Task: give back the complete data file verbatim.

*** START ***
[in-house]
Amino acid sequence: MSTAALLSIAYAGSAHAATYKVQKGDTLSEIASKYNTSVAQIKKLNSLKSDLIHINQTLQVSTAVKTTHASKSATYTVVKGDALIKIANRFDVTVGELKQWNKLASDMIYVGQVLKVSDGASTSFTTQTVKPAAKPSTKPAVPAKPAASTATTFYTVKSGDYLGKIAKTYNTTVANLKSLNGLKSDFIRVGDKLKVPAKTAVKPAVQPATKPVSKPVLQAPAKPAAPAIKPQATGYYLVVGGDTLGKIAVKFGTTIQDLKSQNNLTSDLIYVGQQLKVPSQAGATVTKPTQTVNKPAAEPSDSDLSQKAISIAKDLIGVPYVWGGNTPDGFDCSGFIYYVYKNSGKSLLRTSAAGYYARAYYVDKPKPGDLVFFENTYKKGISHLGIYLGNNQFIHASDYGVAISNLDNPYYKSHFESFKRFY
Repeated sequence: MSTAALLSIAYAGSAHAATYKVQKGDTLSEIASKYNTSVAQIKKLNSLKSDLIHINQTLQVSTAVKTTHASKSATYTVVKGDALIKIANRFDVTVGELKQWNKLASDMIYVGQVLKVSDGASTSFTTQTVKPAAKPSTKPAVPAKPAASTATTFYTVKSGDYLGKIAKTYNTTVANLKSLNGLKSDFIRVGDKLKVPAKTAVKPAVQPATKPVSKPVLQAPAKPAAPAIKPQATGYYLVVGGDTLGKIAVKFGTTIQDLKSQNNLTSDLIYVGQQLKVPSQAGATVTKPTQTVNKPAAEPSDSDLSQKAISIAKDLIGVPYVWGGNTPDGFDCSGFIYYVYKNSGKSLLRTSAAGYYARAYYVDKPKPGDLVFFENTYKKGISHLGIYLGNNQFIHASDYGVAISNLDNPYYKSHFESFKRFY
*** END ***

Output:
[in-house]
Amino acid sequence: MSTAALLSIAYAGSAHAATYKVQKGDTLSEIASKYNTSVAQIKKLNSLKSDLIHINQTLQVSTAVKTTHASKSATYTVVKGDALIKIANRFDVTVGELKQWNKLASDMIYVGQVLKVSDGASTSFTTQTVKPAAKPSTKPAVPAKPAASTATTFYTVKSGDYLGKIAKTYNTTVANLKSLNGLKSDFIRVGDKLKVPAKTAVKPAVQPATKPVSKPVLQAPAKPAAPAIKPQATGYYLVVGGDTLGKIAVKFGTTIQDLKSQNNLTSDLIYVGQQLKVPSQAGATVTKPTQTVNKPAAEPSDSDLSQKAISIAKDLIGVPYVWGGNTPDGFDCSGFIYYVYKNSGKSLLRTSAAGYYARAYYVDKPKPGDLVFFENTYKKGISHLGIYLGNNQFIHASDYGVAISNLDNPYYKSHFESFKRFY
Repeated sequence: MSTAALLSIAYAGSAHAATYKVQKGDTLSEIASKYNTSVAQIKKLNSLKSDLIHINQTLQVSTAVKTTHASKSATYTVVKGDALIKIANRFDVTVGELKQWNKLASDMIYVGQVLKVSDGASTSFTTQTVKPAAKPSTKPAVPAKPAASTATTFYTVKSGDYLGKIAKTYNTTVANLKSLNGLKSDFIRVGDKLKVPAKTAVKPAVQPATKPVSKPVLQAPAKPAAPAIKPQATGYYLVVGGDTLGKIAVKFGTTIQDLKSQNNLTSDLIYVGQQLKVPSQAGATVTKPTQTVNKPAAEPSDSDLSQKAISIAKDLIGVPYVWGGNTPDGFDCSGFIYYVYKNSGKSLLRTSAAGYYARAYYVDKPKPGDLVFFENTYKKGISHLGIYLGNNQFIHASDYGVAISNLDNPYYKSHFESFKRFY